<span id="files-user">User pref. files</span></dt>
    <dd>
      <p>In the profile directory are two <span class="term">user pref files</span>: <code>prefs.js</code> and <code>user.js</code>.&nbsp; <code>prefs.js</code> is automatically generated by the application and should not be edited manually, whereas <code>user.js</code> is an optional file the user can create to override preferences initialized by other preferences files.</p>
      <p>Netscape 7 has a third <span class="term">user pref file</span> -<code>liprefs.js</code>, the roaming access preferences file.</p>
    </dd>
  </dl>
</div>
<h2 id="Preferences_Loading_and_Resolution"><span id="loading">Preferences Loading and Resolution</span></h2>
<div class="indent">
  <p>On application launch, the application loads preferences in the following order:</p>
  <ol>
    <li>
      <p>Load all <span class="term">default pref files</span>. Non-<a href="#files-def-special">platform-specific</a> <code>.js</code> files are loaded first, in reverse case-sensitive alphabetical order. Then the platform-specific file is loaded.</p>
    </li>
    <li>
      <p>Optionally load the <span class="term">config file</span>.</p>
    </li>
    <li>
      <p>Load <span class="term">user pref files</span>, first <code>prefs.js</code>, then <code>user.js</code> .</p>
    </li>
  </ol>
  <p>Preference conflicts are resolved in favor of the last entry; for example, <code>user.js</code> takes precedence over <code>prefs.js</code> .</p>
  <p>If the application encounters any error during loading of a <span class="term">default pref file</span>, the application will issue a warning that a configuration file has failed to load and then quit. This allows system administrators to know quickly if there is a configuration error in the installation. If the application encounters an error when loading <span class="term">user pref files</span>, the application will issue a warning but will continue running.</p>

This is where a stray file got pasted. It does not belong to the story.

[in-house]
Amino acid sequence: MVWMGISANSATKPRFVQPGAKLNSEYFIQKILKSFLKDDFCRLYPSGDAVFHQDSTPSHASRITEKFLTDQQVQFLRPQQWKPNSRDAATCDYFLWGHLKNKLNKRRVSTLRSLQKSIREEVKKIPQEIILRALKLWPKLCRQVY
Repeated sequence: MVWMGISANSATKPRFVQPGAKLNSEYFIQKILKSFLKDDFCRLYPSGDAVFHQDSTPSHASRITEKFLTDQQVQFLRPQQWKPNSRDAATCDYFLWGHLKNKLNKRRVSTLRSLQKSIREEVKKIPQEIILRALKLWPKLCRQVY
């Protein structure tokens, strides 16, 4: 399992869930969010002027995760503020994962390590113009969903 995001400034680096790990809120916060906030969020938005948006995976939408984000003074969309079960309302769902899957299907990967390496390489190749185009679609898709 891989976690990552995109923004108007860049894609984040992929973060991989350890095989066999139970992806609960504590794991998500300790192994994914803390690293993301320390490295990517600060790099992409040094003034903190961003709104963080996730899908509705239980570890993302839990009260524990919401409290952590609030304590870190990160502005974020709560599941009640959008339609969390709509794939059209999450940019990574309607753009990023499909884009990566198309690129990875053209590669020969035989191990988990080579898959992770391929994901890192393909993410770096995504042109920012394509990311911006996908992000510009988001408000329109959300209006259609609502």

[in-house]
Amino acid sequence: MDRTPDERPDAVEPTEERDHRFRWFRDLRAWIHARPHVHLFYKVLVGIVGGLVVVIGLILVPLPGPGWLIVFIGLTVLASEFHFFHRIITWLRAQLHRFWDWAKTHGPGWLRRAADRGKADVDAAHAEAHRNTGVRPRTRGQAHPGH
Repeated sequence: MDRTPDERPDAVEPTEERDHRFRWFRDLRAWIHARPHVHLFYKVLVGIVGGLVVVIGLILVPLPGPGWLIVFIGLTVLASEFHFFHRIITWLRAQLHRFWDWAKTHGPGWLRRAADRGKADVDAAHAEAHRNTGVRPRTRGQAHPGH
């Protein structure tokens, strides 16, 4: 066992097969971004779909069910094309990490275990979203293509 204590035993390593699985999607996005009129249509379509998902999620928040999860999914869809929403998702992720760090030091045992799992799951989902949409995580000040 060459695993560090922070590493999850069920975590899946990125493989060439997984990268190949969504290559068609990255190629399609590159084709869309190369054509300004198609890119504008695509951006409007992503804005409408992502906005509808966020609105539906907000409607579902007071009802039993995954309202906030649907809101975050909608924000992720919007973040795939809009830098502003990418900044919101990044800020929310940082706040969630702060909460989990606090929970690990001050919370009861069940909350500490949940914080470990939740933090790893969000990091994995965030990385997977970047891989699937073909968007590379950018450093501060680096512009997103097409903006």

</div>
<h2 id="Preferences_Saving"><span id="saving">Preferences Saving</span></h2>
<div class="indent">
  <p>Usually when the user specifically commits a preference change via user interface such as the Preferences dialog, the application saves the change by overwriting <code>prefs.js</code> . On application exit, all user-set preferences are saved to <code>prefs.js</code> . This also means that preferences initially set by <code>user.js</code> will also be saved to <code>prefs.js</code>.</p>
  <p class="note"><strong>Do NOT</strong> edit <code>prefs.js</code> directly, unless you really know what you are doing, because the file has a variety of editing restrictions and complicated behaviors, which are beyond the scope of this document.</p>
  <p>If, for some reason, you ignore this warning and decide to edit <code>prefs.js</code>, save a copy before you make changes. Because <code>prefs.js</code> is overwritten at application exit, you must edit the file while the application is closed.</p>
  <p>Note the application never changes <code>user.js</code>, so on launch <code>user.js</code> overrides conflicting preferences from the previous application session.</p>
  <p>By default, <code>prefs.js</code> is <q>compressed</q>. When saving each preference, the application compares its value against the default loaded from <span class="term">default pref files</span> and drop the preference from <code>prefs.js</code> if they match.</p>
</div>
<h2 id="Modifying_preferences"><span id="modifying">Modifying preferences</span></h2>
<div class="indent">
  <p>You can set user preferences via the advanced preferences editor, by typing <code>about:config</code> in the Location Bar. This interface modifies the same file as the Preferences UI, <code>prefs.js</code>. Normal application users should always use this interface to modify their Preferences.</p>
  <div class="geckoVersionNote" style="undefined">
    <p>{{ gecko_callout_heading("8.0") }}</p>
    <p>You can optionally include a filter query in your about:config URI when you type it, to filter which preferences you see. For example, "about:config?filter=sessionstore" will show only session storage related preferences.</p>